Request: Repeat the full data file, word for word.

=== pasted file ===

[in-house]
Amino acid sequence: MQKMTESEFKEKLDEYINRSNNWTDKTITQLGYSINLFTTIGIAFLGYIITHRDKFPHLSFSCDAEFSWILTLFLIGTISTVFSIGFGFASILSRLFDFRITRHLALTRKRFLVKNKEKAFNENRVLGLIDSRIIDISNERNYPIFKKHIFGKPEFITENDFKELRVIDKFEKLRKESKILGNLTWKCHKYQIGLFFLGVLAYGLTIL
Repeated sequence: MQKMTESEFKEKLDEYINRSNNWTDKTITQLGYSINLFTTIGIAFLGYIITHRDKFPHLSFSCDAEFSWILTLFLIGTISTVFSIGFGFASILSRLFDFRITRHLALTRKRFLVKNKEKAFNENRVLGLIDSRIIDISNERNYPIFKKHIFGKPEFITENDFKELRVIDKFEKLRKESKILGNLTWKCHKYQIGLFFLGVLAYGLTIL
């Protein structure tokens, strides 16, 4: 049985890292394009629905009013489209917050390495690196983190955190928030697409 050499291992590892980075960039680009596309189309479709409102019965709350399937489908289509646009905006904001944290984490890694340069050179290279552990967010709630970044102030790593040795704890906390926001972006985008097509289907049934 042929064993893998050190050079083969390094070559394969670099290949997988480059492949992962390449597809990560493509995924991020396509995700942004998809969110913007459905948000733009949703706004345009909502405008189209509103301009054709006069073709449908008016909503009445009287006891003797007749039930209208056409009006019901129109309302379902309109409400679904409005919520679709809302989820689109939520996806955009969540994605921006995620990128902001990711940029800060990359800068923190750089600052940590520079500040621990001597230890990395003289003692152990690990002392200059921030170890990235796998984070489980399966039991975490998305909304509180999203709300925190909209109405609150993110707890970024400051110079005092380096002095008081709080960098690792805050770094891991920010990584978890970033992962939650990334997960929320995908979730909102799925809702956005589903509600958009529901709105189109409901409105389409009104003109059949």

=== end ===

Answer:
[in-house]
Amino acid sequence: MQKMTESEFKEKLDEYINRSNNWTDKTITQLGYSINLFTTIGIAFLGYIITHRDKFPHLSFSCDAEFSWILTLFLIGTISTVFSIGFGFASILSRLFDFRITRHLALTRKRFLVKNKEKAFNENRVLGLIDSRIIDISNERNYPIFKKHIFGKPEFITENDFKELRVIDKFEKLRKESKILGNLTWKCHKYQIGLFFLGVLAYGLTIL
Repeated sequence: MQKMTESEFKEKLDEYINRSNNWTDKTITQLGYSINLFTTIGIAFLGYIITHRDKFPHLSFSCDAEFSWILTLFLIGTISTVFSIGFGFASILSRLFDFRITRHLALTRKRFLVKNKEKAFNENRVLGLIDSRIIDISNERNYPIFKKHIFGKPEFITENDFKELRVIDKFEKLRKESKILGNLTWKCHKYQIGLFFLGVLAYGLTIL
């Protein structure tokens, strides 16, 4: 049985890292394009629905009013489209917050390495690196983190955190928030697409 050499291992590892980075960039680009596309189309479709409102019965709350399937489908289509646009905006904001944290984490890694340069050179290279552990967010709630970044102030790593040795704890906390926001972006985008097509289907049934 042929064993893998050190050079083969390094070559394969670099290949997988480059492949992962390449597809990560493509995924991020396509995700942004998809969110913007459905948000733009949703706004345009909502405008189209509103301009054709006069073709449908008016909503009445009287006891003797007749039930209208056409009006019901129109309302379902309109409400679904409005919520679709809302989820689109939520996806955009969540994605921006995620990128902001990711940029800060990359800068923190750089600052940590520079500040621990001597230890990395003289003692152990690990002392200059921030170890990235796998984070489980399966039991975490998305909304509180999203709300925190909209109405609150993110707890970024400051110079005092380096002095008081709080960098690792805050770094891991920010990584978890970033992962939650990334997960929320995908979730909102799925809702956005589903509600958009529901709105189109409901409105389409009104003109059949």